Nearly all (97 per cent) employees aged 18 to 34 say they’re feeling burned out, according to a new survey by Cigna Corp.

The survey, which polled about 12,000 employees from across the globe, found half (51 per cent) of young workers said they don’t feel fully present or engaged in their work and 48 per cent expect to look for a new job in the next 12 months. The main sources of stress cited by these respondents are the rising costs of living (40 per cent) and a lack of learning and development opportunities (20 per cent).

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Nearly three-quarters of employees aged 25 to 34 (73 per cent) and those aged 18 to 24 (71 per cent) said they’re spending more time evaluating their priorities compared to two years ago. Even though more than three-quarters of young workers said they’re “always on” with work, many reported feeling as though their work has become purely transactional with no in-person interaction.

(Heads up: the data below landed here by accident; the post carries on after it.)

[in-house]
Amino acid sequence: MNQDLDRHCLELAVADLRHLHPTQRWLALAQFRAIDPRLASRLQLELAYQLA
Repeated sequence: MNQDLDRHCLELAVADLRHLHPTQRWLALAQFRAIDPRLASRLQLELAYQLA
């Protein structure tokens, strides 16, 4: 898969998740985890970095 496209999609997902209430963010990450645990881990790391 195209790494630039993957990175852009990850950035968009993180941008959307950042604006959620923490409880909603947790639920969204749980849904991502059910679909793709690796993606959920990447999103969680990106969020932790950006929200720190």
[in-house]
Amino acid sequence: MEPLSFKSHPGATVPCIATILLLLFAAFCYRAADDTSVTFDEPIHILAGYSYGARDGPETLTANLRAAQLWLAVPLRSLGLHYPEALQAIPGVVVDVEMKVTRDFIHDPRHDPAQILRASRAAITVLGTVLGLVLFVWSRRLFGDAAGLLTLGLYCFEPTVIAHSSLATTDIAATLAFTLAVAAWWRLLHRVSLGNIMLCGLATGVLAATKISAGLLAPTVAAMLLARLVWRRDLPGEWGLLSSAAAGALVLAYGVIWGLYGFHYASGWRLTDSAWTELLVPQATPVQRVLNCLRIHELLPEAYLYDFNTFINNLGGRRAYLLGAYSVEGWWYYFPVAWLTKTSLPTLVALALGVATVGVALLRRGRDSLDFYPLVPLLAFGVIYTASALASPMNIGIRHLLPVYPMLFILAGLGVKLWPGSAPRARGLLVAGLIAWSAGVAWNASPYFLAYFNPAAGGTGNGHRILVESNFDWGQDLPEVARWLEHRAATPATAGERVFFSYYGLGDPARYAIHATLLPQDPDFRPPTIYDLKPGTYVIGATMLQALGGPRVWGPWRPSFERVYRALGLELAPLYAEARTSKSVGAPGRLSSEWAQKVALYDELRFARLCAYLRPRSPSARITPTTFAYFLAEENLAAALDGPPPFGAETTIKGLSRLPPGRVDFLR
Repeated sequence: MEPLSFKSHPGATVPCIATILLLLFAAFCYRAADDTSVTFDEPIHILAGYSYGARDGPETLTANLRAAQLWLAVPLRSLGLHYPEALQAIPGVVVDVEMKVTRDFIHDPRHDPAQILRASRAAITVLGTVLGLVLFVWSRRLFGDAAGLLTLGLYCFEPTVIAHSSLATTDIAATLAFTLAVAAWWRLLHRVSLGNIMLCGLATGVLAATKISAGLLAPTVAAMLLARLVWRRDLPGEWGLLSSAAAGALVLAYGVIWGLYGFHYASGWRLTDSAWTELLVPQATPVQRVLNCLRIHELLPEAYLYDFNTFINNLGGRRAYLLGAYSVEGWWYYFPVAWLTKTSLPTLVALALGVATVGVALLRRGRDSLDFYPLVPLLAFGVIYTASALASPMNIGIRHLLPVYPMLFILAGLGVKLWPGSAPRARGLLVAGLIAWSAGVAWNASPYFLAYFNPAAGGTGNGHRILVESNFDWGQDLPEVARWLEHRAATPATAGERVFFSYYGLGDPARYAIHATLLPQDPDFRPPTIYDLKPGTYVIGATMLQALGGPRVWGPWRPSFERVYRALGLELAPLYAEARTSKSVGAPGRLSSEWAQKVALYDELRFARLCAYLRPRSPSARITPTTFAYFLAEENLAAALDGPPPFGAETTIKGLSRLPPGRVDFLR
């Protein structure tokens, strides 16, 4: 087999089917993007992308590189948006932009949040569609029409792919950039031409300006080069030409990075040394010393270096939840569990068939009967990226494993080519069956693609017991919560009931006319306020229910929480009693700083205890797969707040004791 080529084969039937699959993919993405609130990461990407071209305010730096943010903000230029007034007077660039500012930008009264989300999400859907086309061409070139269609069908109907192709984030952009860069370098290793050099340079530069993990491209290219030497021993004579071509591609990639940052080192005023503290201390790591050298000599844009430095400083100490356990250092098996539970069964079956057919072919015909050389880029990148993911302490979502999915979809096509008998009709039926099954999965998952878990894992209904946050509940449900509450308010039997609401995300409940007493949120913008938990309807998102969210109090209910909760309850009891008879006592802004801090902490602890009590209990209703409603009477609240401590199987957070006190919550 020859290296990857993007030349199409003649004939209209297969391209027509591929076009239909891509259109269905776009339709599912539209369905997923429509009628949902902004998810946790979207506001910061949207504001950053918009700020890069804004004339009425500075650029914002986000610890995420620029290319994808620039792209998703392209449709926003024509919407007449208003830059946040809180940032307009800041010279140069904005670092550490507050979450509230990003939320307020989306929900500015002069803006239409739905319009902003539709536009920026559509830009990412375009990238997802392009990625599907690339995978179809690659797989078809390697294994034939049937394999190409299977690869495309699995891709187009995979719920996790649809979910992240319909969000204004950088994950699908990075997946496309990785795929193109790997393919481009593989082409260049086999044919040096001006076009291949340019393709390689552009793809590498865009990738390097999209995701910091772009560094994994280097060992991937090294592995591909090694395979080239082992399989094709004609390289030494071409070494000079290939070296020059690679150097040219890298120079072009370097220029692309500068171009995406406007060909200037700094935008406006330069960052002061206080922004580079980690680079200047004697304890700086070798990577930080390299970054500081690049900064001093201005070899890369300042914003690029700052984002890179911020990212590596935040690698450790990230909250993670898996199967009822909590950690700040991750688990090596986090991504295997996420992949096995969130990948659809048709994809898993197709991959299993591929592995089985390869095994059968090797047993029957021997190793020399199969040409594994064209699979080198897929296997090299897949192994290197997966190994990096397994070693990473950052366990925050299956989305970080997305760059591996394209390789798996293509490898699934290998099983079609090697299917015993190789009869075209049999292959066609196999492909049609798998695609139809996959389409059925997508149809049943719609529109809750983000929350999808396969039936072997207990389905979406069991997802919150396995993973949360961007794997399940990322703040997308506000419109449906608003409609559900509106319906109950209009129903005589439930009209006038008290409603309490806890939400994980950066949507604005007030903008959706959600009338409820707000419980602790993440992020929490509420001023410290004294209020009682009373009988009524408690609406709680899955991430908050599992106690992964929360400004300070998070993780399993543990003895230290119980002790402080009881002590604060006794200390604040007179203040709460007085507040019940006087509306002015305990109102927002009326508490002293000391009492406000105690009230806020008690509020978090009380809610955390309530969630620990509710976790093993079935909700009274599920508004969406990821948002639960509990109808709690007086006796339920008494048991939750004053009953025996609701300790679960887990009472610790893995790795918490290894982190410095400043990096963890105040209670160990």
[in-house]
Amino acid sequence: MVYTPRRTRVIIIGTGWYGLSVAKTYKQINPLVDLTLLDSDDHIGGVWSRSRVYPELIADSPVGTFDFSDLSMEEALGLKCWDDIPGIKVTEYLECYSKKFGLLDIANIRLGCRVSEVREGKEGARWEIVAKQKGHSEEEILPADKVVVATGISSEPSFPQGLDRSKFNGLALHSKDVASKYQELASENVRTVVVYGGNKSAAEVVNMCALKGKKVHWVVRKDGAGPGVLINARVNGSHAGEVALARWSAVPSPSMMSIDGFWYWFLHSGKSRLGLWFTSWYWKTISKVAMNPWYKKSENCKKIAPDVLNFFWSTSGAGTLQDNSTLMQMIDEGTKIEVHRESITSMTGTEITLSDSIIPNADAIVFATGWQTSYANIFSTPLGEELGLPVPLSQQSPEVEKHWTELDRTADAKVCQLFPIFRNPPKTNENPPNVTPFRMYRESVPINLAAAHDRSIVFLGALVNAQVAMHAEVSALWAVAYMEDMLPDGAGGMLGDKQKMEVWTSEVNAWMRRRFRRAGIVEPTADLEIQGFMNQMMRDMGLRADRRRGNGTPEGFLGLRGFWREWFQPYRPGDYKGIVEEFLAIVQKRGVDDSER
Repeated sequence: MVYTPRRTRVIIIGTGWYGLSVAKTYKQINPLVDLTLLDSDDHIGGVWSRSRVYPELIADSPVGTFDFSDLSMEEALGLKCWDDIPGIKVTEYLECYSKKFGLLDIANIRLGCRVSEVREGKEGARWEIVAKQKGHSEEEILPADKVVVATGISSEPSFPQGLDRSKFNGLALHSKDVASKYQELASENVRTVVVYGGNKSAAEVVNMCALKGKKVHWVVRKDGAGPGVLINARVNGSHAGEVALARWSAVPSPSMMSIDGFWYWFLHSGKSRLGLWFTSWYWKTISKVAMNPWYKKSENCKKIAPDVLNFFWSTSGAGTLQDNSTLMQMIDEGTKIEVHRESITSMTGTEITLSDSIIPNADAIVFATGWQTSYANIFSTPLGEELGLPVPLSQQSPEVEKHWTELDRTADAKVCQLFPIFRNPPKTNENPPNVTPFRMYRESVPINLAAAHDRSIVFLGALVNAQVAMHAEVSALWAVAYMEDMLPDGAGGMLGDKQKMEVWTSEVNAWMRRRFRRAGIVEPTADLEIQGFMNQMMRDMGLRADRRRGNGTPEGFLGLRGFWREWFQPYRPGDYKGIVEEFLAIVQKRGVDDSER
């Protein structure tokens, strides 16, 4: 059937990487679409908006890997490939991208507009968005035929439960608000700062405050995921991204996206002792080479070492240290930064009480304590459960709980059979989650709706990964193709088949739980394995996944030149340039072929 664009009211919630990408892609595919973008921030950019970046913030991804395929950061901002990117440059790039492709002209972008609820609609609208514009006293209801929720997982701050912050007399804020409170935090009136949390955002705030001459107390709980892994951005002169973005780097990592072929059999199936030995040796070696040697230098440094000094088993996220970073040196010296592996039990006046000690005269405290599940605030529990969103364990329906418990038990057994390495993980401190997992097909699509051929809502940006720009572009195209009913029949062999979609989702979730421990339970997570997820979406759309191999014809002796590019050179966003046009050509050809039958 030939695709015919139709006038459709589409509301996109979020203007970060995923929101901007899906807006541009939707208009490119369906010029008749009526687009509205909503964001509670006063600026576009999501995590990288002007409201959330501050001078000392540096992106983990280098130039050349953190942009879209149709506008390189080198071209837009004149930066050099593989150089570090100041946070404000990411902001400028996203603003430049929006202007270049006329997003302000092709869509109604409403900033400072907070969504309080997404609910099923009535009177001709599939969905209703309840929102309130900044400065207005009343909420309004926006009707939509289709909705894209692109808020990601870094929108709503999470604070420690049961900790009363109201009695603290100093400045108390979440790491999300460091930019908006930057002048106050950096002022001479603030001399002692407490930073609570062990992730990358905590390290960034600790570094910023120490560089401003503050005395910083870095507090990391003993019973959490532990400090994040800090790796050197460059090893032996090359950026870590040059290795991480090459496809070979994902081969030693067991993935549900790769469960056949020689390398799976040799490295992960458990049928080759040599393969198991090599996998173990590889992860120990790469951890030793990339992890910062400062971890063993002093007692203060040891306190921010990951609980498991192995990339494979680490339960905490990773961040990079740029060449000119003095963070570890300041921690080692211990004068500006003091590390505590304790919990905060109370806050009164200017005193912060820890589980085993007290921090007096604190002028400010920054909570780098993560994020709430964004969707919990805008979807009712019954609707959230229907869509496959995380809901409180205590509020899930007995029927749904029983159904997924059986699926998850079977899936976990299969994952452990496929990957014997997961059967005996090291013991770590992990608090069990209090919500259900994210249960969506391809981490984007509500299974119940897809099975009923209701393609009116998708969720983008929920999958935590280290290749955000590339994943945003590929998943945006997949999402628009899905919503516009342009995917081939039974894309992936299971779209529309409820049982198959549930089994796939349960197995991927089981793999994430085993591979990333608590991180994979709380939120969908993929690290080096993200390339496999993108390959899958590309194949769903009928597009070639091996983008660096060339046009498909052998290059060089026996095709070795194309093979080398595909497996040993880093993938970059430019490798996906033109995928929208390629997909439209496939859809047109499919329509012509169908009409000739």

“Business leaders must not become complacent in this new flexible workplace era,” said Michelle Leung, human resources officer at Cigna, in a press release. “If we’re not careful, this could quickly escalate into a generational divide — those who built lasting professional careers during the years of traditional onsite work and those who were disenfranchised during the remote transition — the so-called ‘Great Resignation’ and the ‘quiet quitting’ phenomena.”

Read: ‘Quiet quitting’ a rallying cry for more focus on work-life balance, employee engagement